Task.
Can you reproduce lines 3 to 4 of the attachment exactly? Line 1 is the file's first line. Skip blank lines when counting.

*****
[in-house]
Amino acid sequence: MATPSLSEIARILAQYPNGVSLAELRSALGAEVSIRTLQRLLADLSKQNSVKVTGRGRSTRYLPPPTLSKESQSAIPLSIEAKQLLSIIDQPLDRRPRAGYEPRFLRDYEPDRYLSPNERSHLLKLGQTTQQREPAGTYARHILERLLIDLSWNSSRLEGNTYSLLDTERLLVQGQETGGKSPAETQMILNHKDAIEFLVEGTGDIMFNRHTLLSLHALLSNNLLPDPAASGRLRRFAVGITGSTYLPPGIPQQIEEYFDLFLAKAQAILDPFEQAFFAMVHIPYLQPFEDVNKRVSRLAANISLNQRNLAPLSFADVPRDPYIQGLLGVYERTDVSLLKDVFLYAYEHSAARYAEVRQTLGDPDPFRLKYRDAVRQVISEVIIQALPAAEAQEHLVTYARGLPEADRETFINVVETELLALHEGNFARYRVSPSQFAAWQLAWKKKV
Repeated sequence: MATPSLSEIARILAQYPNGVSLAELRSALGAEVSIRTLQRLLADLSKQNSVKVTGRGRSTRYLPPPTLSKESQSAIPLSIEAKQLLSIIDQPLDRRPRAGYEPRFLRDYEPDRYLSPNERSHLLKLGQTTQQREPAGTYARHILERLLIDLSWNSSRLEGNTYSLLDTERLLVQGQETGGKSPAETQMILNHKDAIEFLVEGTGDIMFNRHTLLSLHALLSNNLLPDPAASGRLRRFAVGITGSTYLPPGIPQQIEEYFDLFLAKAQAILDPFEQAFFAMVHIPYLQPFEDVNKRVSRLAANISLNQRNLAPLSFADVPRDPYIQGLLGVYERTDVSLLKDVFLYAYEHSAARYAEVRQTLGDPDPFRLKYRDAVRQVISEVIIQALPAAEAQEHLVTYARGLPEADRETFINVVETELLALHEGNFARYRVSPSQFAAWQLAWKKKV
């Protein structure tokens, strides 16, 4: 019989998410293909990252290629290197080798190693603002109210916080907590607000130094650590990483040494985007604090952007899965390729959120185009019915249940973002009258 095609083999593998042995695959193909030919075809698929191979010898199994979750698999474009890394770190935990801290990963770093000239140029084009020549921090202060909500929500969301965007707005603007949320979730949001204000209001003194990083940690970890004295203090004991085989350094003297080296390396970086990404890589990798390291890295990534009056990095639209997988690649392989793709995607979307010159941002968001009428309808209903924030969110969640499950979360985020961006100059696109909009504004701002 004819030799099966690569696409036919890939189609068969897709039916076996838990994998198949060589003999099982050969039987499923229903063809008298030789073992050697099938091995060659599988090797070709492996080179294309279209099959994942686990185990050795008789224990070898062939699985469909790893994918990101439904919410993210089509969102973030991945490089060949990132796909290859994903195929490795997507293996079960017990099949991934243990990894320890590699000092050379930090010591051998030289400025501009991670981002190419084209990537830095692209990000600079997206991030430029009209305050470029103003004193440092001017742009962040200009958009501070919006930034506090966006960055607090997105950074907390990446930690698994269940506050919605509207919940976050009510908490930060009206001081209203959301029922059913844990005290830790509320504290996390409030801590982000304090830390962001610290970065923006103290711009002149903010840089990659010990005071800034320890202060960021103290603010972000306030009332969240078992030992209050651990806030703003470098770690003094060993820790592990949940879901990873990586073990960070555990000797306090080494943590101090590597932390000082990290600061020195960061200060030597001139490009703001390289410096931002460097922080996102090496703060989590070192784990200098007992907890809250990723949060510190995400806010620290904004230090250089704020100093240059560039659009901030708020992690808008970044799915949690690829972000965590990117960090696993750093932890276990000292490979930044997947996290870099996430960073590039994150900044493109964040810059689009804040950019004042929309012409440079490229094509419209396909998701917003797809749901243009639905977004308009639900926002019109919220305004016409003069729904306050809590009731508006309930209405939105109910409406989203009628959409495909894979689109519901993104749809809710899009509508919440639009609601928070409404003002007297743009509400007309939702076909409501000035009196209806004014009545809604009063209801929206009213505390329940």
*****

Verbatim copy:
Repeated sequence: MATPSLSEIARILAQYPNGVSLAELRSALGAEVSIRTLQRLLADLSKQNSVKVTGRGRSTRYLPPPTLSKESQSAIPLSIEAKQLLSIIDQPLDRRPRAGYEPRFLRDYEPDRYLSPNERSHLLKLGQTTQQREPAGTYARHILERLLIDLSWNSSRLEGNTYSLLDTERLLVQGQETGGKSPAETQMILNHKDAIEFLVEGTGDIMFNRHTLLSLHALLSNNLLPDPAASGRLRRFAVGITGSTYLPPGIPQQIEEYFDLFLAKAQAILDPFEQAFFAMVHIPYLQPFEDVNKRVSRLAANISLNQRNLAPLSFADVPRDPYIQGLLGVYERTDVSLLKDVFLYAYEHSAARYAEVRQTLGDPDPFRLKYRDAVRQVISEVIIQALPAAEAQEHLVTYARGLPEADRETFINVVETELLALHEGNFARYRVSPSQFAAWQLAWKKKV
């Protein structure tokens, strides 16, 4: 019989998410293909990252290629290197080798190693603002109210916080907590607000130094650590990483040494985007604090952007899965390729959120185009019915249940973002009258 095609083999593998042995695959193909030919075809698929191979010898199994979750698999474009890394770190935990801290990963770093000239140029084009020549921090202060909500929500969301965007707005603007949320979730949001204000209001003194990083940690970890004295203090004991085989350094003297080296390396970086990404890589990798390291890295990534009056990095639209997988690649392989793709995607979307010159941002968001009428309808209903924030969110969640499950979360985020961006100059696109909009504004701002 004819030799099966690569696409036919890939189609068969897709039916076996838990994998198949060589003999099982050969039987499923229903063809008298030789073992050697099938091995060659599988090797070709492996080179294309279209099959994942686990185990050795008789224990070898062939699985469909790893994918990101439904919410993210089509969102973030991945490089060949990132796909290859994903195929490795997507293996079960017990099949991934243990990894320890590699000092050379930090010591051998030289400025501009991670981002190419084209990537830095692209990000600079997206991030430029009209305050470029103003004193440092001017742009962040200009958009501070919006930034506090966006960055607090997105950074907390990446930690698994269940506050919605509207919940976050009510908490930060009206001081209203959301029922059913844990005290830790509320504290996390409030801590982000304090830390962001610290970065923006103290711009002149903010840089990659010990005071800034320890202060960021103290603010972000306030009332969240078992030992209050651990806030703003470098770690003094060993820790592990949940879901990873990586073990960070555990000797306090080494943590101090590597932390000082990290600061020195960061200060030597001139490009703001390289410096931002460097922080996102090496703060989590070192784990200098007992907890809250990723949060510190995400806010620290904004230090250089704020100093240059560039659009901030708020992690808008970044799915949690690829972000965590990117960090696993750093932890276990000292490979930044997947996290870099996430960073590039994150900044493109964040810059689009804040950019004042929309012409440079490229094509419209396909998701917003797809749901243009639905977004308009639900926002019109919220305004016409003069729904306050809590009731508006309930209405939105109910409406989203009628959409495909894979689109519901993104749809809710899009509508919440639009609601928070409404003002007297743009509400007309939702076909409501000035009196209806004014009545809604009063209801929206009213505390329940």